While disclaimers and waivers are valid in many states, they do not necessarily protect facility owners from their own negligence. Despite the disclaimers on the reverse of ticket stubs, stadium owners still have an obligation to act reasonably to minimise the risk of injury to spectators. That is why all baseball stadiums have netting behind home plate to protect against foul balls. Waivers are also not effective if the sports organiser is found to be grossly negligent or to have intentionally harmed the claimant.

How Can Athletes Be Liable to Spectators?

Athletes who engage in typical activities associated with a sport will not usually face liability for any resulting injuries that occur during the game. However, in limited cases, an athlete may bear liability for a spectator’s injury where, for example, an athlete behaves aggressively or fails to act according to the rules of the game.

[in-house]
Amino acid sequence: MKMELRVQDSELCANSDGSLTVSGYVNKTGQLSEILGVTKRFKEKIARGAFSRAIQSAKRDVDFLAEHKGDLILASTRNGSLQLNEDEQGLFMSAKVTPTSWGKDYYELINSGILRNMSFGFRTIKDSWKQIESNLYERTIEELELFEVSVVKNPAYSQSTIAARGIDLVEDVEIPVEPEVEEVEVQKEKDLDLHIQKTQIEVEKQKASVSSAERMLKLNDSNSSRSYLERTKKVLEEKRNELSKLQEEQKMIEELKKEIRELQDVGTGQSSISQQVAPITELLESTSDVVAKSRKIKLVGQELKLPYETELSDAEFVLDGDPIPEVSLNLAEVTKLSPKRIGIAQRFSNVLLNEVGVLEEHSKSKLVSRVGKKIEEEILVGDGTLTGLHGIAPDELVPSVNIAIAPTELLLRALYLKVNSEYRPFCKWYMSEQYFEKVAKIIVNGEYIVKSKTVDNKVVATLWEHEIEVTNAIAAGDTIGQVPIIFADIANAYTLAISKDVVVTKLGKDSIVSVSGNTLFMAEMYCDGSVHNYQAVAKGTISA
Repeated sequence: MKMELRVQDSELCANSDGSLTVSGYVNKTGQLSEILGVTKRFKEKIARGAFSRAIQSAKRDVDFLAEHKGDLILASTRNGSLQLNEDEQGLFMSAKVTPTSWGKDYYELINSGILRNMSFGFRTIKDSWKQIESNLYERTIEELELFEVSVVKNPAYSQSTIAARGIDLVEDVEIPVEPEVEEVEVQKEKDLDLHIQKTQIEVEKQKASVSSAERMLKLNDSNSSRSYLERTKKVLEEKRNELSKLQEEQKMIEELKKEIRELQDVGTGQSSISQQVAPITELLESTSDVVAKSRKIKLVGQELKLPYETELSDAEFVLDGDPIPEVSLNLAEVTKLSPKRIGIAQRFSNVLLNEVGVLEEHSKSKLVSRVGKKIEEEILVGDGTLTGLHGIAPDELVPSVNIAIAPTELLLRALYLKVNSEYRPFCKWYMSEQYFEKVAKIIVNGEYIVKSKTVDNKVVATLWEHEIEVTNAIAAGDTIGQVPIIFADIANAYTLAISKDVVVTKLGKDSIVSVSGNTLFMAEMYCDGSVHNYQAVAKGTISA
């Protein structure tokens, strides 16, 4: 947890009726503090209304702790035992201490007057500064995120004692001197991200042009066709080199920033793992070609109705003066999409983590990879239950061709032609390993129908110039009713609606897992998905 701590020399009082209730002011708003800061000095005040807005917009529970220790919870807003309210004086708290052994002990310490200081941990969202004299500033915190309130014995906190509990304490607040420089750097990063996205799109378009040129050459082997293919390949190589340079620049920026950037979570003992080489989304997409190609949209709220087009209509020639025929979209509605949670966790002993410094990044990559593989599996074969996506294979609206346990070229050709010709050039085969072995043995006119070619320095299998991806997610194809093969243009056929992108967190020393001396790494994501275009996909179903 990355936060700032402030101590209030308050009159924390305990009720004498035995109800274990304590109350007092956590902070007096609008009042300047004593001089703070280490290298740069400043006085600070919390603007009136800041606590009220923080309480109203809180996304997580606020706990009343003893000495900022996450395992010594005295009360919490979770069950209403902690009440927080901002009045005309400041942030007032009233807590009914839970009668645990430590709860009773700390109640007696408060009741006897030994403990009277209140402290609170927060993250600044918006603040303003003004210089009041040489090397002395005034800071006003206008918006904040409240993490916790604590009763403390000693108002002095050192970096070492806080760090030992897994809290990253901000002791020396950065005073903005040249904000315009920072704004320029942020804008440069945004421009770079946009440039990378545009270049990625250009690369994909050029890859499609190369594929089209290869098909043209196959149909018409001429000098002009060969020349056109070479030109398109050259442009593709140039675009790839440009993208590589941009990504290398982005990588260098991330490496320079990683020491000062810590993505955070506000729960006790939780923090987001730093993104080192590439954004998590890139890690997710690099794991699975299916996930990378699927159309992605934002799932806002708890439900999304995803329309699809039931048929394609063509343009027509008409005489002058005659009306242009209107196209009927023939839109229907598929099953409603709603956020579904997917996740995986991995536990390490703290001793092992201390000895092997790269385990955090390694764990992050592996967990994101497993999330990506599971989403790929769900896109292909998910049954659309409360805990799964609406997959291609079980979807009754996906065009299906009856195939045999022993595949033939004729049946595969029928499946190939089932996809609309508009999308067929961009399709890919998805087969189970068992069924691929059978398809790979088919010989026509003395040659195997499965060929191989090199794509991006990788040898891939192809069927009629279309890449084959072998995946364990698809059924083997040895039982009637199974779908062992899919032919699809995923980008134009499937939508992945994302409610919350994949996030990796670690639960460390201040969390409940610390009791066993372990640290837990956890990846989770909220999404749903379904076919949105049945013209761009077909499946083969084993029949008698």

How Are Sporting Events Kept Safe from Violence and Disorder?

Sports organisers have a duty to keep the sporting stadium/facility reasonably safe, which may include a duty to take precautions if it is foreseeable that a third party will commit a criminal or violent act causing injury to a player or spectator. There are certain steps that can be taken to reduce that risk and potential liability:

  • adopt and enforce internal disciplinary policies for players and coaches which set forth standards of conduct and impose penalties for violations which are applied consistently (eg, monetary fines and/or suspensions);
  • review and strengthen, if necessary, policies and local laws on the serving and consumption of alcoholic beverages;
  • work closely with police and security to identify and deter the potential for violence and other unruly behaviour, and to implement a plan to discourage and respond to spectator violence if it occurs including a strong, visible police presence;
  • install video equipment in the seating area to help deter misconduct and identify spectators in the event of fan violence;
  • have a designated area in the stadium for visiting team’s spectators; and